Chris_speed-emit_span3
April 2001

Chris Speed
Emit
Songlines

Chris Speed's among the better saxophonists toiling in what's usually labeled outside or avant-garde music. Speed doesn't owe as much to Albert Ayler as some contemporaries. He doesn't boast a huge tone, and there's as much precision as passion in his phrasing. While there's power and depth to his solos, Speed normally avoids hard bop and the blues/ballad/showtune menu traditionalists consider essential to being a jazz musician. Instead, he's a fine improviser whose skills are the best thing evident on his current CD Emit. Speed heads a group with an excellent percussionist in Jim Black and otherwise decent instrumentalists trumpeter Cuong Vu and bassist Skuli Sverrisson.

What's missing from the set is thematic variety. The nine pieces are predominantly somber, slow developing works, keyed either by Speed's bristling tenor or less exuberant clarinet. There's absolutely no discernible swing influence in his clarinet style. Speed nicely navigates his way through the registers, never wavering or going out of tune in the highest passages. But anyone who enjoys either a woody sound or a buoyant, bouncy approach won't hear it in Speed's solos. His tenor's more enjoyable. He plays the instrument with more energy and abandon.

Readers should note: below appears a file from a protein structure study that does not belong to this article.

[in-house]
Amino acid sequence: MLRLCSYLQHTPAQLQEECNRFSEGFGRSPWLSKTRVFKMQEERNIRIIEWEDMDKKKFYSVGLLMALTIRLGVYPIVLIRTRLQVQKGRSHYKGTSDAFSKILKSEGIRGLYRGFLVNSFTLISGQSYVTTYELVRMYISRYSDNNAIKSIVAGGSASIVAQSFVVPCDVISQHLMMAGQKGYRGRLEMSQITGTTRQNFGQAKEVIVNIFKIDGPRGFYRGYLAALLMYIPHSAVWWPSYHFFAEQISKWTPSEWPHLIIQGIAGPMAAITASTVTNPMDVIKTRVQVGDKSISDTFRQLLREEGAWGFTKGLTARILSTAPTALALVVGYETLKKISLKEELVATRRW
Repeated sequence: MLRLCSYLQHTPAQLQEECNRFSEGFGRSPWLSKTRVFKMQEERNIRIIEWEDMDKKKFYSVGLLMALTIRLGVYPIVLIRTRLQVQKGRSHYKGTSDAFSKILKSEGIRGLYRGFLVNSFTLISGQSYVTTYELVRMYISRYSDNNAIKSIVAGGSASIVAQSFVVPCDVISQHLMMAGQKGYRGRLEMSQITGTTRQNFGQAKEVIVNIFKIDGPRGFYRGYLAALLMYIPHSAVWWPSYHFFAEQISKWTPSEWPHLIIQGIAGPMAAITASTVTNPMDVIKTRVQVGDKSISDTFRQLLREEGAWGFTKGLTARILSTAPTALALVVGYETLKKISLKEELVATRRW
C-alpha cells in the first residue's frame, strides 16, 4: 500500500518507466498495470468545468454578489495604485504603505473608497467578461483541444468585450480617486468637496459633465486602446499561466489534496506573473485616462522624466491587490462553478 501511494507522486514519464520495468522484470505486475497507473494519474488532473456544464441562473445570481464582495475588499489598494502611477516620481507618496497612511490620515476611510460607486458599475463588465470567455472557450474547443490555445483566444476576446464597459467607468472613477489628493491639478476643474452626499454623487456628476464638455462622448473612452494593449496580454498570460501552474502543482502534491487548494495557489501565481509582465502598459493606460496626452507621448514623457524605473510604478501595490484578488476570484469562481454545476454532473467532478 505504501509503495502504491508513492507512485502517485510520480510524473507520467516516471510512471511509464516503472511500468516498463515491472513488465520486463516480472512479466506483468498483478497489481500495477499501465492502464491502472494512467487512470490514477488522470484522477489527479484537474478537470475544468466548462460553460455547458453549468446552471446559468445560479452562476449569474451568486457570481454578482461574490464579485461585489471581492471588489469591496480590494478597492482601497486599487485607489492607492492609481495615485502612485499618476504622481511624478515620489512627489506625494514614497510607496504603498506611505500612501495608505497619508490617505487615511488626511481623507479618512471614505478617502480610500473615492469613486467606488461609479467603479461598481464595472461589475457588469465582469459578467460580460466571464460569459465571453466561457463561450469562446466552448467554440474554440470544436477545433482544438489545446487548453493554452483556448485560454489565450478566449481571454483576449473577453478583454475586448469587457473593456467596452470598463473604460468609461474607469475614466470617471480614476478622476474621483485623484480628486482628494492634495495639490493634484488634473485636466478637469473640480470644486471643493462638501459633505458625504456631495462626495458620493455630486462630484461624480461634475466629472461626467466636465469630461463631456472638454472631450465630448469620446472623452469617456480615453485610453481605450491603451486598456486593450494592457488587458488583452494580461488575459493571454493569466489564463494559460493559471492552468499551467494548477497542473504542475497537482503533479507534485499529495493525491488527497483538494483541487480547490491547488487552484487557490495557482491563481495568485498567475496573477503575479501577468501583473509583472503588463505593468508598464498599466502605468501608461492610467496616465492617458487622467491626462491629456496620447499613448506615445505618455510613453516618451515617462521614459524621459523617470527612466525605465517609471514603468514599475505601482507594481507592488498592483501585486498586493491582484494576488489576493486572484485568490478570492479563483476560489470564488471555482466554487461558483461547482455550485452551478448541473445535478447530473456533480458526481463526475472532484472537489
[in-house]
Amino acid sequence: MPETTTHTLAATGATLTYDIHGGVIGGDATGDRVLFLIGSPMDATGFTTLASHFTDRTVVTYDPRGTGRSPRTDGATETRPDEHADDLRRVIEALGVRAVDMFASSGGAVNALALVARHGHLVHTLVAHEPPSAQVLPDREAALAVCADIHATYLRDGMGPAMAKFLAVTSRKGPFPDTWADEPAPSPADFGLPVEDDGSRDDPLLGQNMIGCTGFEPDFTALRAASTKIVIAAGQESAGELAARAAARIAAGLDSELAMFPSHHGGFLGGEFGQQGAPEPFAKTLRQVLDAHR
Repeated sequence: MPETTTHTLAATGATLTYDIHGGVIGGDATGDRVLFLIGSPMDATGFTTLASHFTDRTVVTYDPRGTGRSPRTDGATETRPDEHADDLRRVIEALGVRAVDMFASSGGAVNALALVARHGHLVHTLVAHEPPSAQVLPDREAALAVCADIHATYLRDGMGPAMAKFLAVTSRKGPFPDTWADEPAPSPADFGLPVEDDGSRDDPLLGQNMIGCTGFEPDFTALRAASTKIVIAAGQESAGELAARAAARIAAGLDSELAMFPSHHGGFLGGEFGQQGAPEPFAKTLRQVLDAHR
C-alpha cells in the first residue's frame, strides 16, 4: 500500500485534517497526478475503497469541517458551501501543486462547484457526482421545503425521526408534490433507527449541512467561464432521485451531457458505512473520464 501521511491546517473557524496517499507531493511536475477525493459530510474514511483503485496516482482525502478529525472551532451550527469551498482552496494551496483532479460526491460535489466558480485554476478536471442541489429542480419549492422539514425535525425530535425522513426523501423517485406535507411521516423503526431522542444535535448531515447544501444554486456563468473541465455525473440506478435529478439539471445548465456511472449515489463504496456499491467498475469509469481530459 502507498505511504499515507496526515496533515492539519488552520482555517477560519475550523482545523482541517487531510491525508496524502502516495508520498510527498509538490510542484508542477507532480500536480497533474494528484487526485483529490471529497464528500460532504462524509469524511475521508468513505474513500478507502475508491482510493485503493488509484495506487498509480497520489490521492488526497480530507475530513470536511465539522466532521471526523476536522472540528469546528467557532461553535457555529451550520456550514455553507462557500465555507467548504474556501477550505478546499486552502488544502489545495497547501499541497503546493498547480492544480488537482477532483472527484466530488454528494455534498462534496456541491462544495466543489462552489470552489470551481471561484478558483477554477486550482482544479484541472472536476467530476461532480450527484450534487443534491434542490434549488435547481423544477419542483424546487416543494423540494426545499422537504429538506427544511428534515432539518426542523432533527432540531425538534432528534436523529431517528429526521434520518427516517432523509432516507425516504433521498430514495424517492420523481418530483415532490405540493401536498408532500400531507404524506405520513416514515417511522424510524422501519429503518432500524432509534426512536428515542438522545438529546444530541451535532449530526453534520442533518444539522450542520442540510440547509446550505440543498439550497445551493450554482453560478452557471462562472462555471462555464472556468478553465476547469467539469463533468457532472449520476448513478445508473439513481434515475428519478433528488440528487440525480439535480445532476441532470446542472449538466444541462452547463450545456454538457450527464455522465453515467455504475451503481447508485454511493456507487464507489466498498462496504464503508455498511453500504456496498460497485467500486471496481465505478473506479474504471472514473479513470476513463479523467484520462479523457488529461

Black's brisk rhythmic underpinning enlivens tunes like "Waltzing" and "Kompa." Vu and Sverrisson neither detract nor enrich the ongoing numbers. Sverrisson's accompaniment is more engaging than his occasional solos, while Vu's noodling, melodic counterpoint and support adequately fill the time between Speed's entrances and exits. Still, they succeed in their primary duties, which are to assist Speed, the CD's exemplary instrumental voice.

Folks who hate this style of jazz will latch on to the absence of propulsive, blues-drenched or infectious numbers as evidence that Speed's another alienated, improvising fake. That would be a mistake. He's already a first-rate talent, and has the most important ingredient necessary for success; his own sound. Now, all he needs is more balance and variety in his settings and compositions.

Originally published in April 2001
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